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Please note that Mommsen uses the AUC chronology (Ab Urbe Condita), i.e. from the founding of the City of Rome. You can use this reference table to have the B.C. dates


IV. The Revolution

From: The History of Rome, by Theodor Mommsen
Translated with the sanction of the author by William Purdie Dickson

The History of Old Rome

Chapter II - The Reform Movement and Tiberius Gracchus


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Page 35

His mother Cornelia was the daughter of the conqueror of Zama, who, simply on account of that generous intervention, had chosen his former opponent as a son-in-law; she herself was a highly cultivated and notable woman, who after the death of her much older husband had refused the hand of the king of Egypt and reared her three surviving children in memory of her husband and her father. Tiberius, the elder of the two sons, was of a good and moral disposition, of gentle aspect and quiet bearing, apparently fitted for anything rather than for an agitator of the masses. In all his relations and views he belonged to the Scipionic circle, whose refined and thorough culture, Greek and national, he and his brother and sister shared.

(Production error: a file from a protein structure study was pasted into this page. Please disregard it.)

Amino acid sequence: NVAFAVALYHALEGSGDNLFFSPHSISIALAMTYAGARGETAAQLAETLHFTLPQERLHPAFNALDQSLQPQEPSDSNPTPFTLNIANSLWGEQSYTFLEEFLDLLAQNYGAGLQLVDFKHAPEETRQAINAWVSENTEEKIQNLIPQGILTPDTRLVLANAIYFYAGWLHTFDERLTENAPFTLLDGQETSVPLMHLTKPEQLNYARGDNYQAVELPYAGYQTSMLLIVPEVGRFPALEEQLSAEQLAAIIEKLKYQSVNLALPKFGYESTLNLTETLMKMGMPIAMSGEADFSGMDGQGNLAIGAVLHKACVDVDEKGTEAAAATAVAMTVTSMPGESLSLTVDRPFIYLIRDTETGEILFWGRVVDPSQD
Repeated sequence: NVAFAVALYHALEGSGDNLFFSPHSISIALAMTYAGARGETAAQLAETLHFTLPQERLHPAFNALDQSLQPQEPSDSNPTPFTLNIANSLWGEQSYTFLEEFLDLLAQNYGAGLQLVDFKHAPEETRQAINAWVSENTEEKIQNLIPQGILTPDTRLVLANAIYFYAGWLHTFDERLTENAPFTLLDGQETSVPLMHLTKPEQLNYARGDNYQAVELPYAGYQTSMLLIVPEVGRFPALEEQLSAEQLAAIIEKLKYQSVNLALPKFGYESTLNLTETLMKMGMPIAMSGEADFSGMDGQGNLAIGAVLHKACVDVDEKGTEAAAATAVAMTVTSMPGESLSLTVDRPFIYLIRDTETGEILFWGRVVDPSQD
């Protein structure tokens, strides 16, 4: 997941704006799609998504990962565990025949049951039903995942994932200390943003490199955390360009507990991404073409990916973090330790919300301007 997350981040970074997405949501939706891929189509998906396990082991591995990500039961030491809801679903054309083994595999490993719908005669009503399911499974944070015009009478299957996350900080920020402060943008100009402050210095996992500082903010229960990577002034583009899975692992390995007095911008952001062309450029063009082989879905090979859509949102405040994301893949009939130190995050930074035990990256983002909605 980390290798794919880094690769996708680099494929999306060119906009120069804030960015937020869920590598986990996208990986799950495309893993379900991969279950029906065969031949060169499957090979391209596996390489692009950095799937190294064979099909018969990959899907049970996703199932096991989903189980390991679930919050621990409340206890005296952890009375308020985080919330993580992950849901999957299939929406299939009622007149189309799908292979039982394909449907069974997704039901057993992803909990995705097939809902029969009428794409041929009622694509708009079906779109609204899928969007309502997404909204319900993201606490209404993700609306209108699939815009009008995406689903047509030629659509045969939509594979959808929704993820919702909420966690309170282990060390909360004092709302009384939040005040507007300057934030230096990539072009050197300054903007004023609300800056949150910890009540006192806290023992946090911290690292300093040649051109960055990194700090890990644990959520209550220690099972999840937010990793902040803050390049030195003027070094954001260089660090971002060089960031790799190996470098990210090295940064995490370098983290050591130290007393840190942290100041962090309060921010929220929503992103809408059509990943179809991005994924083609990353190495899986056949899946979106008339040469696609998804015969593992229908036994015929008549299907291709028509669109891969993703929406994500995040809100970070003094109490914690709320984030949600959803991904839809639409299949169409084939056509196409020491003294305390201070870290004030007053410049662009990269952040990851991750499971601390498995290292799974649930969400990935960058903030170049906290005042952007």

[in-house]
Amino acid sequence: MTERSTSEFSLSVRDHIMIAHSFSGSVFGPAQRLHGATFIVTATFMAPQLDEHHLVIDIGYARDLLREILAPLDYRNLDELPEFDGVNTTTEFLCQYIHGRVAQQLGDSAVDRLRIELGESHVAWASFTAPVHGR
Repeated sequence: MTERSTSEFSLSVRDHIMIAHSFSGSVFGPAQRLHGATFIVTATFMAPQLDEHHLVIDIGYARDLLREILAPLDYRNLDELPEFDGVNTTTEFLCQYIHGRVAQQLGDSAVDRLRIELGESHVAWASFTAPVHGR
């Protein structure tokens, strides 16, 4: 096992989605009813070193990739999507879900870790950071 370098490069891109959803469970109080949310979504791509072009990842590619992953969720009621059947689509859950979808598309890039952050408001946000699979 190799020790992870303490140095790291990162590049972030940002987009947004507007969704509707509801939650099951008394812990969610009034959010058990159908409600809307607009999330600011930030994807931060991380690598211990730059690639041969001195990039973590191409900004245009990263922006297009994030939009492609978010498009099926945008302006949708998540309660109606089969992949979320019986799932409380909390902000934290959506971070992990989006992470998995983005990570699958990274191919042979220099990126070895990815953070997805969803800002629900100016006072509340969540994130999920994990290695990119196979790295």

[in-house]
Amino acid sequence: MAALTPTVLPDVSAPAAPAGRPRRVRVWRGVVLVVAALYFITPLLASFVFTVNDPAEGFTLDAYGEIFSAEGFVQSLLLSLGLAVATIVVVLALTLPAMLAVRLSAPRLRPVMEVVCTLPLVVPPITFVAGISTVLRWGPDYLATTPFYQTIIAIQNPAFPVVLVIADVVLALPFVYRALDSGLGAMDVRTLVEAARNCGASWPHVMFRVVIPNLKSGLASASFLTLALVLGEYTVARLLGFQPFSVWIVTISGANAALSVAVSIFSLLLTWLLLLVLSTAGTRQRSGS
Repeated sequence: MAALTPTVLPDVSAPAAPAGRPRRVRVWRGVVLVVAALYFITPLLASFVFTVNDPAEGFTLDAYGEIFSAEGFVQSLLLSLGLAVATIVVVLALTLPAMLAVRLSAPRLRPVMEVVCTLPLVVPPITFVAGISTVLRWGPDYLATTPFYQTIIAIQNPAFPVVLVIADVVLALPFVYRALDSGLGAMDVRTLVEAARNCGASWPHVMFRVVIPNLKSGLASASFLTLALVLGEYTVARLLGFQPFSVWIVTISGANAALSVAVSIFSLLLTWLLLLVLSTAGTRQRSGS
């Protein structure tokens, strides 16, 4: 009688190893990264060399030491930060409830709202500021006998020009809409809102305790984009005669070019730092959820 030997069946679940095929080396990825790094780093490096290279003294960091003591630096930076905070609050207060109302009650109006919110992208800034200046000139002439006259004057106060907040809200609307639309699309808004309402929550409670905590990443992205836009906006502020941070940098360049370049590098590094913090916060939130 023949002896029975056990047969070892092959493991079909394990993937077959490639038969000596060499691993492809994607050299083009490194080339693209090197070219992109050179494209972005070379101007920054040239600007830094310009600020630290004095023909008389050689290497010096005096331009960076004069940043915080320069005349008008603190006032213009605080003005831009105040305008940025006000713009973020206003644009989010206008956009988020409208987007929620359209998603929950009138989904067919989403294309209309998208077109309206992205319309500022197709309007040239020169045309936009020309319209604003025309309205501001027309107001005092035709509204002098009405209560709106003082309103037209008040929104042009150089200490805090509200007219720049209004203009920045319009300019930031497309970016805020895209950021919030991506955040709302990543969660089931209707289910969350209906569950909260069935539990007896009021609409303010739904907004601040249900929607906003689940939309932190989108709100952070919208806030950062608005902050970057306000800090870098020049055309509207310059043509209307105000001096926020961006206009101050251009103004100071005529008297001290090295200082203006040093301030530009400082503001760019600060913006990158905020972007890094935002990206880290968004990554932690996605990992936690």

Scipio Aemilianus was at once his cousin and his sister's husband; under him Tiberius, at the age of eighteen, had taken part in the storming of Carthage, and had by his valour acquired the commendation of the stern general and warlike distinctions. It was natural that the able young man should, with all the vivacity and all the stringent precision of youth, adopt and intensify the views as to the pervading decay of the state which were prevalent in that circle, and more especially their ideas as to the elevation of the Italian farmers. Nor was it merely to the young men that the shrinking of Laelius from the execution of his ideas of reform seemed to be not judicious, but weak.

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